They are: long and bright-green, stout and white, skinny and purple, dark green marbles, mustard-yellow teardrops, white-speckled orbs. Not candy, eggplant. We have never seen or even heard of most of the varieties we've encountered in Thailand. Each type has its own use. There are two in particular that we love and highlight in this recipe. The first is 1-2' long, yellowish-green and cylindrical in shape, about 2" in diameter. Makhuea is the Thai word for eggplant, but I'm not sure what this one in particular is called. For our purposes, Long Thai Eggplant will have to do. The other eggplant we feature is pale green, with white speckles, and a round body; a bit larger than a golf ball. I have seen them called Kermit Eggplant at farmer's markets in the States, so let's go with that.
The first time we encountered a dish using Long Thai Eggplant was at PunPun. Chef P'Dang would slice the eggplant into rounds, batter them and fry them. It was unexpectedly tossed with herbs, raw onions, and a fiery, bright dressing of fresh red chile, garlic, lime juice, fish sauce and palm sugar. She only made it twice while we were there, but I wish she made it every day. Unfortunately, large scale frying is very unpractical in our tiny kitchen here in Chiang Mai, so we've found other ways to eat makhuea.
We have been experimenting with variations on a recipe for a grilled eggplant salad from Andy Ricker's cookbook, Pok Pok. Despite our lack of grill or oven, we have been very successful with his yam makhuea yao recipe. Our yam makhuea or eggplant salad recipe was influenced by both of the aforementioned preparations.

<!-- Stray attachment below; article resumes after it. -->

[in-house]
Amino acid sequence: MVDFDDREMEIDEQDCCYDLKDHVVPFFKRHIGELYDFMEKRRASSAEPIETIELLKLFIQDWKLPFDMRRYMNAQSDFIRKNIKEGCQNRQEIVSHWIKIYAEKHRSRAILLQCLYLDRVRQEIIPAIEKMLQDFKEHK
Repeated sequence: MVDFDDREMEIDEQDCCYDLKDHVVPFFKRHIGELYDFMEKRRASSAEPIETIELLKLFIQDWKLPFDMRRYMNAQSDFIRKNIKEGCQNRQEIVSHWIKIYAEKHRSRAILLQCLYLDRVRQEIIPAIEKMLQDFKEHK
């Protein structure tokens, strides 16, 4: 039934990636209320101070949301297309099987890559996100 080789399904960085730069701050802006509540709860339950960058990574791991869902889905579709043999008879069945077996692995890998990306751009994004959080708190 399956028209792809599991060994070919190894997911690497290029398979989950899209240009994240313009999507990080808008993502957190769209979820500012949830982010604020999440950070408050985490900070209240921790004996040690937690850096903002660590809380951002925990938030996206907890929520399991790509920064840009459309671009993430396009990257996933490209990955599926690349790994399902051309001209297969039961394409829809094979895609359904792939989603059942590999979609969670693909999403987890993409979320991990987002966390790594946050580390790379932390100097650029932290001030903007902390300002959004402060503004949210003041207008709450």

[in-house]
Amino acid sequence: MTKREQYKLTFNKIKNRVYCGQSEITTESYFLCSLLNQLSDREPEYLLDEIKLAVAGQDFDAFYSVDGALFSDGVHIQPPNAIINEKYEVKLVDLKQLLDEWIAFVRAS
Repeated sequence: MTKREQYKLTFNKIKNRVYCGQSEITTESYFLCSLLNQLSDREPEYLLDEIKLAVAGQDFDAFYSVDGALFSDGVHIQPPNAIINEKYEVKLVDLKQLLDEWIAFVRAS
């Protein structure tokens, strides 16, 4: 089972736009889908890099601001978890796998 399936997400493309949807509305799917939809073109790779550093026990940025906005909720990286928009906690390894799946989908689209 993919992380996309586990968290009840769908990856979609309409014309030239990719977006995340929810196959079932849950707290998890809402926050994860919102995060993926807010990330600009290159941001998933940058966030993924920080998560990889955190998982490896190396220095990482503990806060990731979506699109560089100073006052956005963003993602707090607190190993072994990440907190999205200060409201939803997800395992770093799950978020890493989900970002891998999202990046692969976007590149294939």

The final inspiration came from a conversation we had with Naomi Duguid (James Beard Award winning author of many books about Southeast Asia). Over coffee in an Old City cafe, she suggested slicing eggplant thin, tossing it in a tangy dressing and eating it raw. We found that Kermit Eggplant is sweet enough to eat raw, and is typically served as part of crudités platters in Thailand.
This recipe is an interpretation of our experiences with Thai eggplant. It's really, really great. It should be noted that eggplant is currently out of season in the States and will be back in warmer months. Even when it is in season it may be hard to find Long Thai Eggplant. Japanese Eggplant is your next best bet. It looks very similar to its long Thai cousin, but it's purple skinned and slightly smaller. Kermit Eggplant is also referred to as Apple Eggplant or Thai Eggplant. Many similar heirloom varieties are available during the summer. Try one, and if it looks similar to a Kermit Eggplant it most likely tastes similar. If you can't find one that tastes good raw, this element may be excluded.
This recipe serves 2, with rice or toast, as a light lunch or can be served as part of a larger meal for 4 people.
2 Long Thai Eggplant
1 Kermit Eggplant
5 cloves of garlic minced for frying (see Thai Condiment post part 1), plus 2 cloves garlic for dressing, roughly chopped
2 Dry red chiles (Thai, Pulla, Arbol, or Calabrian variety) for frying
3/4 cup of vegetable oil for frying
1 Large egg preferably at room temperature
1 1/2Tbsp palm sugar or dark brown sugar syrup (directions included in recipe, palm sugar is the truly Thai ingredient. My have found dark brown sugar to be a good substitute)
2 fresh red Thai Chiles or 2 Serrano Chiles, sliced thin
2Tbsp fish sauce
2Tbsp fresh squeezed lime juice
1/2Tbsp white vinegar (preferably an Asian brand)
5 sprigs of cilantro leaves and stems roughly chopped
1Tbsp reserved garlic oil
1. Cut each Long Thai Eggplant into 3 lengths of equal size.